Irish Border, Swedish Border

14 Jun 2018, Garvan Walshe

Irish Border, Swedish Border

Imagine you’re surrounded by three moving walls, each closing in at a different speed. This is Thesesa May’s Brexit policy. She hopes they can somehow stop each other, leaving her a little space to be able to have completed Brexit, and resign with dignity.

But it is becoming clear that no such solution is possible. The crunch is coming, and the mechanism is the Northern Irish border. It is a crunch entirely of the Prime Minister’s own making.

Brexiteers won their referendum without devoting serious thought to what Brexit would look like. That much was necessary to keep together their coalition of globalists and nativists, rich and poor, ideologues for whom the EU was a modern tyranny (some of them would even call it the EUSSR) and people who just didn’t think Britain really belonged there.

One of the problems brought up in the campaign was the Northern Irish border. To avoid being accused of recklessly reviving sectarian conflict on UK territory, and poisoning the political atmosphere with their nearest neighbour, they promised that Brexit would not mean a “hard” border (that is, a border with customs posts for terrorists to shoot at).

There are some Brexits consistent with avoiding such a hard border. They are ones in which the regulatory regime of Northern Ireland is kept sufficiently aligned with that in the Republic of Ireland, so customs, VAT, sanitary and phytosanitary, inspections are not needed.

This could be done either by the UK staying in the Single Market and Customs Union, or by giving Northern Ireland a special status that enabled it to be aligned even if the rest of the UK was not. All this became clear from the agreement between the UK and EU reached on 8 December last year, and was spelled out in detail by the EU’s draft protocol on Ireland/Northern Ireland published in March.

But the government wants to leave the Single Market and Customs Union. The first in order to have its own immigration policy; the second in order to have its own trade policy. This leaves special status.

Special status for Northern Ireland does not however eliminate the border, it just displaces it. Instead of customs checks being carried out on land crossings between Northern Ireland and the Republic, they would have to be carried out as goods crossed the Irish Sea between ports like Belfast and the rest of the United Kingdom. Northern Ireland wouldn’t have its own trade and economic regulation policy: it would have to follow the EU’s.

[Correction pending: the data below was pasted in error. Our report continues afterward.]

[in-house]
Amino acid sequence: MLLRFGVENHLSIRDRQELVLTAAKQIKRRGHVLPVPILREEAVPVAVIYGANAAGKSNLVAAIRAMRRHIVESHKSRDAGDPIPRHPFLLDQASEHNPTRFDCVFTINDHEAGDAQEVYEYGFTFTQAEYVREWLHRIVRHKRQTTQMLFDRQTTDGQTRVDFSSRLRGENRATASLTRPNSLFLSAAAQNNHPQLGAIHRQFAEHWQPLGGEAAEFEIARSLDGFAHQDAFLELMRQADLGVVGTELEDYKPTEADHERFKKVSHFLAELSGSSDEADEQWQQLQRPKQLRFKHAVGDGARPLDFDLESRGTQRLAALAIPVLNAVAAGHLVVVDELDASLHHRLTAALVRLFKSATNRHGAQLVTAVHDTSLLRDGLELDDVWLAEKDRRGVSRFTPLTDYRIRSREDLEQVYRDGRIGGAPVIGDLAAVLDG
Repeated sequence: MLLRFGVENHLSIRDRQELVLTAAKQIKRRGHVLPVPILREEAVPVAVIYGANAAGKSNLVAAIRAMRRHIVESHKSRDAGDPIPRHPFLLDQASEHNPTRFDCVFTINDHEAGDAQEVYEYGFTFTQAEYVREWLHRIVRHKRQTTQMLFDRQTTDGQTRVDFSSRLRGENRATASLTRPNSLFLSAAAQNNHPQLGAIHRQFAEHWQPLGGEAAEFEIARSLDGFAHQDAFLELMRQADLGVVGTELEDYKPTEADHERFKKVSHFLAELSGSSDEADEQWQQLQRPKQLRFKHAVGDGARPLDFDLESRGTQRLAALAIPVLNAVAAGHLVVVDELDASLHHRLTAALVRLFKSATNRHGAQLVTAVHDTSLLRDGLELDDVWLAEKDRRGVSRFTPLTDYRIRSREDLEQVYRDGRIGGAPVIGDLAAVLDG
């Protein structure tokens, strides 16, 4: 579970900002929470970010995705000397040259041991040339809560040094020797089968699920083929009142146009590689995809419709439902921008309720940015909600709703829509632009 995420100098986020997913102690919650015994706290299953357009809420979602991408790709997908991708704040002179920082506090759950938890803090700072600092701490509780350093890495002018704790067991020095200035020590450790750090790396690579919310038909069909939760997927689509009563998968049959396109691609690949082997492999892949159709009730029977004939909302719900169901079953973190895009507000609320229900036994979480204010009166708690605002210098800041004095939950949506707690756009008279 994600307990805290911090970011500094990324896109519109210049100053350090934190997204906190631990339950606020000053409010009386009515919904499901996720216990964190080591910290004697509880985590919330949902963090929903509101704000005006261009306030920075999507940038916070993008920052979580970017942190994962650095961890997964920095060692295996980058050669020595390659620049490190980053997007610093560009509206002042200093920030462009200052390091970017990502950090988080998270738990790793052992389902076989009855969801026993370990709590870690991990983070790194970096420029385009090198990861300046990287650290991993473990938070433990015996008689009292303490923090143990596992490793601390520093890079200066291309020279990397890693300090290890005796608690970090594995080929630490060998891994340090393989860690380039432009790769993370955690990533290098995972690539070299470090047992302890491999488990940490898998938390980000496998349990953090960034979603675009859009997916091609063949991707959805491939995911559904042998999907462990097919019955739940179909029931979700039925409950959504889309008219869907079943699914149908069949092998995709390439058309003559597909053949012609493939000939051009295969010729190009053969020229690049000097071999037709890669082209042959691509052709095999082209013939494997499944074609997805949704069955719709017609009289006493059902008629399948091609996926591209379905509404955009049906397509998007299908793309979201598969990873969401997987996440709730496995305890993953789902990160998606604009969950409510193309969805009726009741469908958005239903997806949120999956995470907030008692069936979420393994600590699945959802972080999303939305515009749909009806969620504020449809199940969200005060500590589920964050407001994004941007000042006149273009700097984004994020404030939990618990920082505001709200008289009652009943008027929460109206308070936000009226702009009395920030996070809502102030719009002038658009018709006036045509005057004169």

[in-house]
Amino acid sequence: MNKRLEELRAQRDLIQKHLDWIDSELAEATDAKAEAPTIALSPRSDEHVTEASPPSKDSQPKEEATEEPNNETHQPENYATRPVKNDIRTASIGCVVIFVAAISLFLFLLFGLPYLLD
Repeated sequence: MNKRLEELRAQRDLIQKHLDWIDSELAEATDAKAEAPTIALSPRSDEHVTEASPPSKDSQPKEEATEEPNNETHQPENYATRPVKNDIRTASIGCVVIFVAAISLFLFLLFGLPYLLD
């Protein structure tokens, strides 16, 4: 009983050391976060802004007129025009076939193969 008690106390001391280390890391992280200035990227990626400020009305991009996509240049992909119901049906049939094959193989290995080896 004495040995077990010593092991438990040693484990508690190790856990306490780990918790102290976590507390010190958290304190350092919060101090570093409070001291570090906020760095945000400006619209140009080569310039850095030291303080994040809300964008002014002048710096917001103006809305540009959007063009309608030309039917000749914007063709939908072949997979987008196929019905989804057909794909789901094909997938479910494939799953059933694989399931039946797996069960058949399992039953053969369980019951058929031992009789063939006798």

Creating a trade border inside the UK (on the Irish sea) might be a fairly radical solution to avoiding a hard border in Ireland, while at the same time enabling the island of Great Britain to have its own trade and immigration policy, but it could be done. Northern Ireland currently has a unique constitutional status because of the Good Friday Agreement that brought the conflict with the IRA to an end, and, in the past had so much autonomy from Westminster that it even had its own Prime Minister for almost five decades of the twentieth century. The UK has never been an entirely unitary state.

But in June 2017, in order to hold onto power having failed to win a majority in last year’s general election, Theresa May struck a “confidence and supply” deal with the Northern Irish Democratic Unionist Party (DUP). Though the DUP mostly supports Brexit, its main concern is ensuring Northern Ireland remains in the UK. It is accordingly opposed to a Brexit that introduces new barriers between Great Britain and Northern Ireland.
If by insisting on leaving the Customs Union and Single market, May ruled out one kind of Brexit that would avoid a hard border on the island of Ireland, by agreeing a deal with the DUP, she ruled out the other.

Meanwhile, the EU has made the avoidance of a hard border in Ireland a requirement of there being any Brexit deal at all. This creates the third encroaching wall. Pro-European Tories, will not support leaving the EU without a deal (and, indeed, it is likely they won’t support one that keeps the UK outside the customs union either).

May’s problem is that she doesn’t have enough support in parliament to conclude a Brexit that the EU is willing to offer. Pro-Brexit Tories will oppose one that keeps the UK as a whole inside the Customs Union; anti-Brexit Tories will oppose one that takes the UK out. Meanwhile, the DUP are against one that creates different economic regimes in Northern Ireland to the rest of the UK, while the EU is insisting that Northern Ireland’s economic regime stays aligned to the EU’s.

At the time of writing (but things may have changed by the time the article appears in print), it seems that the House of Commons will vote on these issues in June. It is difficult indeed to see how Theresa May’s government can survive them. It’s time to prepare for another election.

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